Not true? I wasn't talking about a single air force. Aircraft technology in 1910 was extremely basic and could barely get a man across the English Channel safely. By 1950 all metal jet aircraft were trying to break the sound barrier. That's... oooh... Forty years. Whose air force it was (or civilian concern for that matter) is not relevant to the point.

Aircraft complexity is usually system based. That either means systems that are part of the aeroplane as a normal part of its flying function or added equipment to enable mission capability. Thus gun turrets are added equipment, not an intrinsic part of the airframe (though the capacity for one might be built in). The germans in WW2 struggled to create a gun turret that worked, since they went for a technical solution and therefore a more complex problem to overcome. The allies may have used turrets that were much more basic and heath robinson - but they worked, because they were simpler designs and easier to fine tune.That was typical for Nazi vs Allied aircraft or indeed technology in general.

After WW2 electronics become smaller and lighter, thus complexity begins to appear in aircraft systems as a part of the basic design, leading to something like the Vulcan, the cold war bomber which was a frighteningly complex beast even without military equipment. These days the black box approach has lessened the overhead but complexity is commonplace now with fly by wire, unstable agility, composite construction, and so forth.

Please note that a recent recovery of a crashed Sturmovik in Russia revealed a great deal about how basic their manufacture was. Allied standards of finish did not apply - control cables had been routed through ragged holes punched through metal members - that simply wouldn't have gotten out of the factory in the west. Nothing complex about that whatsoever.

Then look again at Nazi jet fighters. Despite some advances in aerodynamics, the result of allied bombing was making itself felt. The Emergency Fighter program was trying to find an easily built simple and effective solution to allied air superiority. Pulse jets were becoming an easier option than turbines, which were unreliable and quick to expire in those days, never mind difficult to manufacture (it was the problems of reliable jet production that caused the delay in Me262 production and deployment, not Hitlers demands for bomb racks). The entrants to the EFP were varied, but none were sophisticated in manufacture nor complex in structure. They simply could not build anything complex in enough numbers by that stage.

Having considered that, what about allied aeroplanes? The early jets were no more complex than piston designs, and indeed, did not require some of the engineering that piston engines demanded. The Spitfire, as loveable and capable as it was, had always been a bit of a bugbear because it demanded high standards of manufacture and had a more complex structure than some comparable designs. In fact, this was such a concern that the British Purchasing Commision went to America looking for aircraft to stockpile in reserve should not enough British fighters become available. This led to a visit to North American, who were asked about producing P40's under license (The British built a reserve of 140 P40's eventually that were released to Russia in 1942). NA said, yes, we could do that, but wouldn't you like something better? Fine, said the Commission, but you had better be quick about it. And thus the Mustang was born. Now I've looked at the P51 at the Hendon Museum. There's nothing complex about it, certainly not more complicated than any other fighter of the era.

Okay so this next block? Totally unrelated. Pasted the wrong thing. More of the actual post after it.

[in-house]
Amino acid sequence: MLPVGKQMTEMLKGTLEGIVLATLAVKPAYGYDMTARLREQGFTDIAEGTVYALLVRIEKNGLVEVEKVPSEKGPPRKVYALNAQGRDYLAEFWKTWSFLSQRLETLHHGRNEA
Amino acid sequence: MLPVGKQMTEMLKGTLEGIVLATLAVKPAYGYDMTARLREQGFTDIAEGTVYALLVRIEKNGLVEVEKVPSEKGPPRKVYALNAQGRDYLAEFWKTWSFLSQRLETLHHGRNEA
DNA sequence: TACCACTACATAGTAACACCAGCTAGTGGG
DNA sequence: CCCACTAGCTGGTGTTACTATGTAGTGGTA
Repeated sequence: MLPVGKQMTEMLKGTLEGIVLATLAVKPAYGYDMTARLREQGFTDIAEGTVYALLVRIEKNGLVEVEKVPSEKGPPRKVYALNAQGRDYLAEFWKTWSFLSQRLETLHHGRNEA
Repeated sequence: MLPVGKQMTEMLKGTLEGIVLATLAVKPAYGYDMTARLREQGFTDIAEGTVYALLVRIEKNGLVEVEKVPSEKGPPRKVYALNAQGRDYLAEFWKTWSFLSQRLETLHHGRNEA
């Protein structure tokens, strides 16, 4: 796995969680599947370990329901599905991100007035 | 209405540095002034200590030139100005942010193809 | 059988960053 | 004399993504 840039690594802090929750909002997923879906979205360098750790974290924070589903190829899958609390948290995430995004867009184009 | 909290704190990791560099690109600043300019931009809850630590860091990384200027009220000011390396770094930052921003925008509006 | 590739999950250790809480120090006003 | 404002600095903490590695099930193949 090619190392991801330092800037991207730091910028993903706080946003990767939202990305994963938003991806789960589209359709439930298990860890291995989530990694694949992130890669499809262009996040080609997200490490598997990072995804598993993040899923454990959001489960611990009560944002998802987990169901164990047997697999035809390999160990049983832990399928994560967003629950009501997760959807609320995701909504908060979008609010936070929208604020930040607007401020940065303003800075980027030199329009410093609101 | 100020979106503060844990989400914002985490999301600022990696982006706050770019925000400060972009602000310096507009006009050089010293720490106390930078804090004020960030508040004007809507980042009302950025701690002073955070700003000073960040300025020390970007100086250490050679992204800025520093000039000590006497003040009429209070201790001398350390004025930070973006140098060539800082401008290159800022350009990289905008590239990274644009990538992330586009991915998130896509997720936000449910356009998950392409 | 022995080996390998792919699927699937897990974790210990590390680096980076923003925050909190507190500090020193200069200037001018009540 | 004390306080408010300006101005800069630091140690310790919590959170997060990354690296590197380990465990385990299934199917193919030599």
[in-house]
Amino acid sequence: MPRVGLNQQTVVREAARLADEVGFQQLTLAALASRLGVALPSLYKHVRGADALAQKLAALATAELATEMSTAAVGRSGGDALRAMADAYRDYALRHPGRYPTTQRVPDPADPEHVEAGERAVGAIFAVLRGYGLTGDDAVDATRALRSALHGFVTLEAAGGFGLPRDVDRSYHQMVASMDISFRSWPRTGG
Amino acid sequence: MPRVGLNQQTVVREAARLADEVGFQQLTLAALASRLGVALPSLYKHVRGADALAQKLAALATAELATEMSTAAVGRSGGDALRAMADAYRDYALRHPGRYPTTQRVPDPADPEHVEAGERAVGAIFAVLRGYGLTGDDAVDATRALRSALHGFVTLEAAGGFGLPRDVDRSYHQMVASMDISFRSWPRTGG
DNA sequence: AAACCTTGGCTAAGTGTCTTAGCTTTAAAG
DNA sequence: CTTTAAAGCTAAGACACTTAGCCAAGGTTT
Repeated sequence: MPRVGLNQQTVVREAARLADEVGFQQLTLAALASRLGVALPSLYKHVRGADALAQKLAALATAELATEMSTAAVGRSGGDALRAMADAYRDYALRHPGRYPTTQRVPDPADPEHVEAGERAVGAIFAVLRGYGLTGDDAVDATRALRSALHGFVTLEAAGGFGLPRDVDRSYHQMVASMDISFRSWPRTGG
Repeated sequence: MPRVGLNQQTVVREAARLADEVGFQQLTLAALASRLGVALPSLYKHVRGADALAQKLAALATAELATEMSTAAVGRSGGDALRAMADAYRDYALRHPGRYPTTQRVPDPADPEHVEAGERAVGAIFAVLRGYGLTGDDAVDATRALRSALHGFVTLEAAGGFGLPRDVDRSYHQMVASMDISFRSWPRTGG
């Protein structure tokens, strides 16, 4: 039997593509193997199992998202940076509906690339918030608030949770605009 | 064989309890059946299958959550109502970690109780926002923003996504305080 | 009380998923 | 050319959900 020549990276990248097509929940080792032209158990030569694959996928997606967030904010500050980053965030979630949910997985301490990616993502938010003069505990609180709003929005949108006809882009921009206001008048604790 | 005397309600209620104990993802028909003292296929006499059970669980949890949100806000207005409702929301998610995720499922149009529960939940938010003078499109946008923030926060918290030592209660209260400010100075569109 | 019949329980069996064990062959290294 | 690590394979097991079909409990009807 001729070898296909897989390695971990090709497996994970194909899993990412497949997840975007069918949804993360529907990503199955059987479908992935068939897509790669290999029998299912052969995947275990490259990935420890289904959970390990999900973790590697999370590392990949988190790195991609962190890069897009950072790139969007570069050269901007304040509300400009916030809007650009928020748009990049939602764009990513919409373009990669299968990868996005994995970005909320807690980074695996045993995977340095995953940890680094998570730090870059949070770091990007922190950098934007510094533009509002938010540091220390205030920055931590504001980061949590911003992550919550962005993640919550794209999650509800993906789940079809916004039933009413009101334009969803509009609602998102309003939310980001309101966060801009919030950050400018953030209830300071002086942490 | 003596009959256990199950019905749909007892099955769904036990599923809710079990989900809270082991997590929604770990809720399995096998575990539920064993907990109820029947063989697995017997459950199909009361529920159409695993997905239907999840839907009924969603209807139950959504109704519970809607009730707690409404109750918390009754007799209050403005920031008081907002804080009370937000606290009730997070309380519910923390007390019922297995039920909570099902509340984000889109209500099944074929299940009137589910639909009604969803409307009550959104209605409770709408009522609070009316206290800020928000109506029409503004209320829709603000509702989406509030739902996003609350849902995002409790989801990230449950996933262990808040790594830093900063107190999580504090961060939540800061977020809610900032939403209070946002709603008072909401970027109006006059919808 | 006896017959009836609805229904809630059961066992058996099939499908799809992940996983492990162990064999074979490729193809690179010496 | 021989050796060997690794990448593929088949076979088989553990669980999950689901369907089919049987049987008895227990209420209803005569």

In the final analysis it wasn't complexity that was actually the problem. What was a problem was whether that airframe was reliable, easy to manufacture, easy to maintain, robust, and capable. The Martin Baker MB5 might be more complex than some fighters of the late war (such as contra rotating propellors), but it was notable for its ease of maintenance and operation, and many remark on why the design was never adopted by the Air Ministry. The answer was politics. Complexity had nothing to do with.
http://www.unrv.com/forum/blog/31-caldrails-blog/
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Post Options Post Options   Thanks (0) Thanks(0)   Quote wolfhnd Quote  Post ReplyReply Direct Link To This Post Posted: 02 Dec 2015 at 21:07
You still managed to miss the point which is kind of annoying.     
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Post Options Post Options   Thanks (0) Thanks(0)   Quote caldrail Quote  Post ReplyReply Direct Link To This Post Posted: 03 Dec 2015 at 00:16
Oh... Okay.... Well lets try to be unannoying. The point was what, exactly?
http://www.unrv.com/forum/blog/31-caldrails-blog/